You now make your way to country C. Your new 'home' - your final destination. This is likely somewhere in the Anglo-Saxon West. For me, this is Canada. You arrive into refugee housing with other unfortunate souls who are from different places in the world and had to flee also. It sucks, it sucks BAD. As a child especially, you are now privy to that what is happening to you also happens to kids who don't look anything like you around the world. You grow up much faster than everyone else. You eventually leave refugee housing and end up in another city, unfortunately, it may be a little hick town. This is where the culture shock is unbearable. You do NOT speak anything that the locals of country C speak. You can only make friends with those who, like you, are newcomers. Wait, no you can't, they also don't speak the language of country C nor the same language as you. You are isolated and lonely. The locals are not welcoming. You are different. You have an ugly kid who you are WAY better at in math making fun of you because you don't speak English. He walks around the school singing Fugees every time he sees you because you being a refugee is hilarious to him. You can't react. You are unable to react. The language of country C is not available to you, yet.
Now you spend time learning the language of country C. You get better. You get AMAZING. You are now exceeding your peers, those same peers who were born in country C and still can't do as well as you in school even though this is your second or even third language before 10 years old. You do this while having absent parents who have to work two or three jobs to make sure you are okay. You do it while dealing with intermittent bouts of fighting with the PTSD that has you scared of the dark and loud noises. So now you've done it. You speak the language of country C! That excitement is short lived because although you try your hardest to integrate, all you'll ever hear whether you do well or not is 'go back to where you came from'...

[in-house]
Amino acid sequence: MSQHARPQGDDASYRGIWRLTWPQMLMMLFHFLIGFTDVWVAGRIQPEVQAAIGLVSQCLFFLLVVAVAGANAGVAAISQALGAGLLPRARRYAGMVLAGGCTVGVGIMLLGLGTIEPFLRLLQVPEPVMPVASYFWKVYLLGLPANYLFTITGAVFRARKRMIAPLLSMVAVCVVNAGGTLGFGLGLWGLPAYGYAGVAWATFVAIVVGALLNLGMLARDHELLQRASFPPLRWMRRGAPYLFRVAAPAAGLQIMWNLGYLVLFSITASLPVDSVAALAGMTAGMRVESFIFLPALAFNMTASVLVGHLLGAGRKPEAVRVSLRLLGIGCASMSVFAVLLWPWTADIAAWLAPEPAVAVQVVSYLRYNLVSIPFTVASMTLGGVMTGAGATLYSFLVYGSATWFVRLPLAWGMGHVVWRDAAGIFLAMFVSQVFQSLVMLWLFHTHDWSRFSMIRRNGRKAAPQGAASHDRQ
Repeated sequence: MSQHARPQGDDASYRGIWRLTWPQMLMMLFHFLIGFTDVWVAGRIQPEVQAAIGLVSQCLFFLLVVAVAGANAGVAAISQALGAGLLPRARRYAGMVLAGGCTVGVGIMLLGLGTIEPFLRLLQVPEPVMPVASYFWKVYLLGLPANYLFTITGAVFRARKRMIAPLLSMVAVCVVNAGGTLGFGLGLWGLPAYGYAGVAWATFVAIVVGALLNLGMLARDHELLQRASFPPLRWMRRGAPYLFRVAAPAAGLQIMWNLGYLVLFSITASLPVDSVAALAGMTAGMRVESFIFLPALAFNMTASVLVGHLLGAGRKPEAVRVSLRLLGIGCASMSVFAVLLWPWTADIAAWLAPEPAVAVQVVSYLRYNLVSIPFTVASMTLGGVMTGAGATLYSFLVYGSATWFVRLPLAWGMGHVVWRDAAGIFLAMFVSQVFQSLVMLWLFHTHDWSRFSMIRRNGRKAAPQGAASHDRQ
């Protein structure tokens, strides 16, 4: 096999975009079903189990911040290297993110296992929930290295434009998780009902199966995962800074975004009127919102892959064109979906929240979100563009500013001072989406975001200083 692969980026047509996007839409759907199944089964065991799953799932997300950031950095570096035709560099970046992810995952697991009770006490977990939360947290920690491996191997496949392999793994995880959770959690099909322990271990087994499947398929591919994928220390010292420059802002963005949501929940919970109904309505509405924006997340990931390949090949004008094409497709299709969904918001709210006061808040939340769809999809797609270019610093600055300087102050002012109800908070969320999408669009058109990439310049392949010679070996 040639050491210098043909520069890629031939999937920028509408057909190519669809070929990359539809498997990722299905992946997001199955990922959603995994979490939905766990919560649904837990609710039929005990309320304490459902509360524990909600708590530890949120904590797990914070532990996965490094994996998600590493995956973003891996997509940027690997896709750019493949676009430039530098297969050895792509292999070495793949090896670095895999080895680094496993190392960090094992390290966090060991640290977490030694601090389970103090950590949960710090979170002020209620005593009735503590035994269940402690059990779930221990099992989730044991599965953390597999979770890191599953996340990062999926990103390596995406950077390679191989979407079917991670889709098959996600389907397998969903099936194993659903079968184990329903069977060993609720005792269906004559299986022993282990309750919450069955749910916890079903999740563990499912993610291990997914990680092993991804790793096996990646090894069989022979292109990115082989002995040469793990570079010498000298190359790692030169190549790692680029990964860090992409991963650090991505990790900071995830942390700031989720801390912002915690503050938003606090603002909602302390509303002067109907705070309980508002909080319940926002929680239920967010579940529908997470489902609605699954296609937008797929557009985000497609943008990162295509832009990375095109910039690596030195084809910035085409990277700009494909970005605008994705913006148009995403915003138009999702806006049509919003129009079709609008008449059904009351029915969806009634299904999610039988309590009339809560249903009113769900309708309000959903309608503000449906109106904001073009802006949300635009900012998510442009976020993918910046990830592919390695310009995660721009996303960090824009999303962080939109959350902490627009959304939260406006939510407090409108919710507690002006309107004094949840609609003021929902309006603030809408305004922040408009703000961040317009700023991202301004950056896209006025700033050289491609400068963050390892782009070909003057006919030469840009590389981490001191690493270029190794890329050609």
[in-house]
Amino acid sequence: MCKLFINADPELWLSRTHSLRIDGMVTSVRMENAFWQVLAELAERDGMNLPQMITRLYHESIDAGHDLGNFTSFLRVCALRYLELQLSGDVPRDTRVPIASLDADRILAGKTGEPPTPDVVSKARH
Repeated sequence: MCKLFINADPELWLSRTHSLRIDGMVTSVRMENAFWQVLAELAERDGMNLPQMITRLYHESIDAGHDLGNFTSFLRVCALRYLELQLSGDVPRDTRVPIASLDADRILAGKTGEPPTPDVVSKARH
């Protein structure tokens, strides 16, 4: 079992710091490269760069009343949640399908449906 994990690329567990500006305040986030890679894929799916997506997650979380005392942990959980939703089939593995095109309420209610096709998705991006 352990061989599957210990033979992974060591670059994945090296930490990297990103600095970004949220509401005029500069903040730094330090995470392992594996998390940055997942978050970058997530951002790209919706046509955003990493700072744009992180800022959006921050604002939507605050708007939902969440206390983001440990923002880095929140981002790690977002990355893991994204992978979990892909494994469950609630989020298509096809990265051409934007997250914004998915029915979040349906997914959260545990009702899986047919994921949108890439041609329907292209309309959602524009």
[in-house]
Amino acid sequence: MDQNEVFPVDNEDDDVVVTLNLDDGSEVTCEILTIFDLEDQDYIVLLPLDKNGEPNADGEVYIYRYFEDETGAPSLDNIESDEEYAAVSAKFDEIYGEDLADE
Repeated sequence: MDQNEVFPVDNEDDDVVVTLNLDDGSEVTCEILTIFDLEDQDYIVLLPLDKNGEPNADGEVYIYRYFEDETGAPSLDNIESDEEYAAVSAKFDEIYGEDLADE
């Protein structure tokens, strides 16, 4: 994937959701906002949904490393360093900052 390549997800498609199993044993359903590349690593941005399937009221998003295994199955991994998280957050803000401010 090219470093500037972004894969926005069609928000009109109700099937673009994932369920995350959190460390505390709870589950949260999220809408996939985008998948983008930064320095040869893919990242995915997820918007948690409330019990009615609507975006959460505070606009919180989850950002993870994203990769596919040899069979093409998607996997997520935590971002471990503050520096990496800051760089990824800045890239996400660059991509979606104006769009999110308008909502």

Now let me say this, I am white. Very very white. So white that if I laid down in snow I would probably blend in. I have blue eyes. I look no different than the local Canadian (my country C) Anglo-Saxon population. I am not a person of colour. I no longer have an accent. There is really nothing extraordinarily telling about me to make anyone think I am what IN THEIR HEAD a refugee is. I suddenly have become privy to people so easily making negative commentary about refugees, immigrants, Muslims in my company because now they think I am one of them. They do not know who is in their company.